Library's new site celebrates bicentennial

In celebration of its 200th birthday, the Library of Congress launched a World Wide Web site Monday aimed at making history fun for children.

"The site was designed especially with young people in mind, but there are great stories for people of all ages, and we hope children and their families will want to explore this site together," said James Billington, Librarian of Congress.

The site — America's Story from America's Library — is designed to spark children's interests in history through storytelling and motion pictures.

Multimedia therefore is a prominent feature of some of the stories in the site. For example, users can view Thomas Edison's first motion picture and hear music by Duke Ellington. There also is video of the 1989 earthquake that shook the World Series in San Francisco.

LOC hopes that students will use the site as a launching pad to explore history further and research topics of interest using conventional means, such as books, according to a LOC spokesman.

LOC officials also hope that teachers will use the site to explore history through reading the numerous letters, diaries, records, maps, prints and photographs that are only available through LOC.

By taking advantage of additional activities offered at the site, users can:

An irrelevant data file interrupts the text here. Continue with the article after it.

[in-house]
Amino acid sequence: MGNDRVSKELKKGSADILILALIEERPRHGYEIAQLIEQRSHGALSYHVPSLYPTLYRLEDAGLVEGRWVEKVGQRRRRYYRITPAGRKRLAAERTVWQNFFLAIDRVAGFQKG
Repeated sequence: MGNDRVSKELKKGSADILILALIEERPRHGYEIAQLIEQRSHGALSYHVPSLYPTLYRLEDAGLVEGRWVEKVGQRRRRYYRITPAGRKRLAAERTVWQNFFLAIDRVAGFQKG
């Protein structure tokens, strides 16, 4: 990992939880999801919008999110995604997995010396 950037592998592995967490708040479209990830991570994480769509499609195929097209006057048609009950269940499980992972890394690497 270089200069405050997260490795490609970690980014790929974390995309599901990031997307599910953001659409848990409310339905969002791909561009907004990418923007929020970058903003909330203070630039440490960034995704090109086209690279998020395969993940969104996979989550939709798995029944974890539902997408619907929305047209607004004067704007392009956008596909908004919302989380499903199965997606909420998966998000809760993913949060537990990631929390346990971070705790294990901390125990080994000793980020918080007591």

* Follow the construction of famous historical sites, including the White House and Mount Rushmore.

    * Find out what Abraham Lincoln had in his pockets when he was assassinated.

    * Learn about the challenges of the first woman doctor.

    * Learn what happened on the day you were born.

GlobalCenter Inc. and Sun Microsystems Inc. are providing the hardware and Internet services that support the America's Library site.

GlobalCenter will donate Web hosting services out of its Herndon, Va., data center. The services, donated through Sept. 30, 2001, include system support and Internet connectivity.

Sun will donate Sun Enterprise 250 and 420R servers and Sun StorEdge arrays storage hardware.


  • FCW Perspectives
    remote workers (elenabsl/

    Post-pandemic IT leadership

    The rush to maximum telework did more than showcase the importance of IT -- it also forced them to rethink their own operations.

  • Management
    shutterstock image By enzozo; photo ID: 319763930

    Where does the TMF Board go from here?

    With a $1 billion cash infusion, relaxed repayment guidelines and a surge in proposals from federal agencies, questions have been raised about whether the board overseeing the Technology Modernization Fund has been scaled to cope with its newfound popularity.

Stay Connected